Second, at the end of verse 2 you have this phrase that my version translates “in respect to salvation.” Or it’s literally into or unto salvation or for salvation. It’s the same preposition that you see in Acts 2:38 (that most of us are familiar with), “Repent and each of you be baptized in the name of Jesus Christ for or unto the forgiveness of your sins.” So, like how we repent and are baptized to come into the forgiveness of our sins, we are to grow from there to come into salvation. That is the ultimate salvation that we still have yet to experience when Jesus comes back. Peter, earlier in the letter, spoke of what we will experience on that day as salvation (1:5, 9, 13). As repentance and baptism is God’s condition to come into forgiveness, growth is God’s condition for ultimate salvation. Not that we be perfect. Not that we know it all. But that we keep growing, we keep learning and changing more into who He would have us to be, that we don’t decide “I know enough. I’m good enough. I’ll just remain as I am and coast to the finish line.” We can’t do that. We have to keep growing, keep trying to know and be more like Jesus.
And then, a third benefit of learning more from the Lord is suggested in verse 3. Translated literally, “if you have tasted that the Lord is kind.” Or “if you’ve tasted that the Lord is good”, an illusion to Psalm 34:8, “Taste and see that the Lord is good.” Haven’t you realized by experience that the Lord is kind. Hasn’t it blessed your life to come to know Him and come as far as you have in your relationship with Him? Isn’t it wonderful to have hope? Isn’t it wonderful to have purpose in life, something to live for? Probably you get along better with people now. Probably you feel much better about how you’re living. The point, I think, is if the Lord is kind and you should know that He is because of your experience, then you should realize that the more you learn of His word and the more you grow thereby to be who He wants you to be, the more it is going to bless you, the more joy and peace you are going to have.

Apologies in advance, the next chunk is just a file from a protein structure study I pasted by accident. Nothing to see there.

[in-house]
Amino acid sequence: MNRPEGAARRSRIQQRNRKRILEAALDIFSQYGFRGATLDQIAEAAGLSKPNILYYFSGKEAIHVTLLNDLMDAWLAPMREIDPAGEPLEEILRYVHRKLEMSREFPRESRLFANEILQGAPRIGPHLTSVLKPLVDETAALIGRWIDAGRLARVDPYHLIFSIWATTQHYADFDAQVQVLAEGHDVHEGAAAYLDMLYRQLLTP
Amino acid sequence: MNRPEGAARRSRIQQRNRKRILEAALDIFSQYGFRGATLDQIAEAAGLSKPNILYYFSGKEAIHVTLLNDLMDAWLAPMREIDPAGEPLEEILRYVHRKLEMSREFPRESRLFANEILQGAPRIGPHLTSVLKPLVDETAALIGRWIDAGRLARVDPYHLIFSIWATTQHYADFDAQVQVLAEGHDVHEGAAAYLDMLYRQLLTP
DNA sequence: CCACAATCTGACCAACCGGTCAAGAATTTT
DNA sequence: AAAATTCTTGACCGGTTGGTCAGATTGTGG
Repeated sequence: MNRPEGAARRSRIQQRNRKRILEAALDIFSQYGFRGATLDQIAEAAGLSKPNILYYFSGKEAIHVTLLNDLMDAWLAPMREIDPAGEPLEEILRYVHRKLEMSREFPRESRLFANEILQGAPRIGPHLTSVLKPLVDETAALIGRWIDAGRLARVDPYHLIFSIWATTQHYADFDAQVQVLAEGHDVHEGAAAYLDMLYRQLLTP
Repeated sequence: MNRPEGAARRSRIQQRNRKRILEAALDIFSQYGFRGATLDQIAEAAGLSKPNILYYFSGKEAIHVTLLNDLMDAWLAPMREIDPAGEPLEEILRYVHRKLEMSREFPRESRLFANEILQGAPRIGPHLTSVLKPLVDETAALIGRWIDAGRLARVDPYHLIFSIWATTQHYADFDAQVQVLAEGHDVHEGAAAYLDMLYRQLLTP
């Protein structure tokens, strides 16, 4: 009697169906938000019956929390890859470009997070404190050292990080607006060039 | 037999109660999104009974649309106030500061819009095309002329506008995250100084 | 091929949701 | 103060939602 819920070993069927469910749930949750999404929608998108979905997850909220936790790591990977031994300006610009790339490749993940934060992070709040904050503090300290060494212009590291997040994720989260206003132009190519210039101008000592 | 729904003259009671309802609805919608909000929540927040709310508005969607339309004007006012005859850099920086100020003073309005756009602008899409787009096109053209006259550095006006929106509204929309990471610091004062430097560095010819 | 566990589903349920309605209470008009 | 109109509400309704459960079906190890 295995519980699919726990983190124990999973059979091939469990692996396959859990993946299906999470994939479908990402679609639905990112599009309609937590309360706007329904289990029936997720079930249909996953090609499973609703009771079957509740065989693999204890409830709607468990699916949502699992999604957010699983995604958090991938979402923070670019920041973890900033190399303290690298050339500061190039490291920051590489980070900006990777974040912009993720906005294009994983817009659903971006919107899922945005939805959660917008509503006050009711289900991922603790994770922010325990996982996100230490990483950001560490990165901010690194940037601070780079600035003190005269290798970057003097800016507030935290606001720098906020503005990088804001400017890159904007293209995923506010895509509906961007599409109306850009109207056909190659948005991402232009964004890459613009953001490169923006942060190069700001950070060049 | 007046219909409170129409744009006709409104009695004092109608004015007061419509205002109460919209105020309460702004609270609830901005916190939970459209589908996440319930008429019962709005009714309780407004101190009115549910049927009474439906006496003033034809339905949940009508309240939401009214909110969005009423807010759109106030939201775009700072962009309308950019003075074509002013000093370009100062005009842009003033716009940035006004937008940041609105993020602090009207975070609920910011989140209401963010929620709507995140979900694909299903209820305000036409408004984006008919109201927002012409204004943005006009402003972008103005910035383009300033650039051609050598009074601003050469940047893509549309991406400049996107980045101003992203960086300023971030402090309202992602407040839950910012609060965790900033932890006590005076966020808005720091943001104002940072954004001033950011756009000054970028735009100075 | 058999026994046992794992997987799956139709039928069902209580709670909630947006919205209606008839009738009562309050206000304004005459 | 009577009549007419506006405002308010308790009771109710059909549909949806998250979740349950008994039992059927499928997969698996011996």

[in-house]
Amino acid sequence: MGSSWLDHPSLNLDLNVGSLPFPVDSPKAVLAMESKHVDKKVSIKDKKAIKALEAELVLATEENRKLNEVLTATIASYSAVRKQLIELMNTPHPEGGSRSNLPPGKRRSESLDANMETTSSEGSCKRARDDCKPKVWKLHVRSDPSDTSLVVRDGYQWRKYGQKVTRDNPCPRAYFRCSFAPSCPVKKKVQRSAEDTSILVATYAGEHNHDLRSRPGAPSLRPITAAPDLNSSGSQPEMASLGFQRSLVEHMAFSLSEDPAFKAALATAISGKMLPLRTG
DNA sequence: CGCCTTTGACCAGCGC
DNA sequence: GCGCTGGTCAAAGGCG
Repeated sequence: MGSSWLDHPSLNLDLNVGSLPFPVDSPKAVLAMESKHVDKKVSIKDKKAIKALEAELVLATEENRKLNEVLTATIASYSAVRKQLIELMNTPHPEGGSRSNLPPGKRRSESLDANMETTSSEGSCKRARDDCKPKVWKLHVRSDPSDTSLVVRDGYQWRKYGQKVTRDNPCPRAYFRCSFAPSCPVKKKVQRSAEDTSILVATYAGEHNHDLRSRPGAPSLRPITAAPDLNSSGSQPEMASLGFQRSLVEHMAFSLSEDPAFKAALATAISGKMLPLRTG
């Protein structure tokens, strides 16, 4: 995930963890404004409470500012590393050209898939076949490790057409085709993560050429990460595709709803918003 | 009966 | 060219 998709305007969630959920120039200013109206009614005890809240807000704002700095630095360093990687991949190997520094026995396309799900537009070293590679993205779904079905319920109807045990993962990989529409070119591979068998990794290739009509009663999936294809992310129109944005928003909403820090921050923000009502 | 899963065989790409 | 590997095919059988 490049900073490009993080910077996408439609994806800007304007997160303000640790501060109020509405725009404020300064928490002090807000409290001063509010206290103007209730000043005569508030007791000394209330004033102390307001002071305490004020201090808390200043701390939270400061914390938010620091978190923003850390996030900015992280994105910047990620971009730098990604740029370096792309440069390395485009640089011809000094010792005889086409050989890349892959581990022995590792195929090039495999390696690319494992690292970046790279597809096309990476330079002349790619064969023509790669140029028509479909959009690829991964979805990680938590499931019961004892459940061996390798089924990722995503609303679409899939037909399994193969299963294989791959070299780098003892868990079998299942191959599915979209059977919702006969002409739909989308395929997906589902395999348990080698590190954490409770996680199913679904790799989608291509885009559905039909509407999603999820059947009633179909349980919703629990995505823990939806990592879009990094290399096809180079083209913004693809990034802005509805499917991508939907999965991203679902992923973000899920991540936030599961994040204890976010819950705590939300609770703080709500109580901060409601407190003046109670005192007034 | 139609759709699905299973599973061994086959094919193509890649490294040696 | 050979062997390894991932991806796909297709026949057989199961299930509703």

It’s like the samples at Costco. They give you a taste of something, so you can see if it’s good, to decide whether you want to buy a whole box of the stuff (in case you want to experience more of that goodness). Well, I think that’s what Peter is saying. You’ve tasted a bit of His kindness. Why don’t you get more? You can experience more of His kindness, more of His hope, more joy, more peace, more wisdom for living your life well and helping others, more strength for the hard times, etc. Why don’t you get all you can? It’s free. The Lord wants you to.
I think this summarizes a lot of what I’m usually trying to say in sermons. The Lord is good and kind. The more you learn what He wants you to learn, the more you avoid what He wants you to avoid, the more you do what He wants you to do, the more you change how He wants you to change, and the better it is for you. The teaching, instruction, and guidance of the Lord is not enslaving, oppressive, or detrimental to you. It is kindness and blessing for you. Realize and trust that He’s good and go after all He wants you to know and all He wants you to be. Choose to experience more of His kindness by doing these things: be clean of all the malice, envy, hypocrisy, and slander, and grow to know more and be like Him.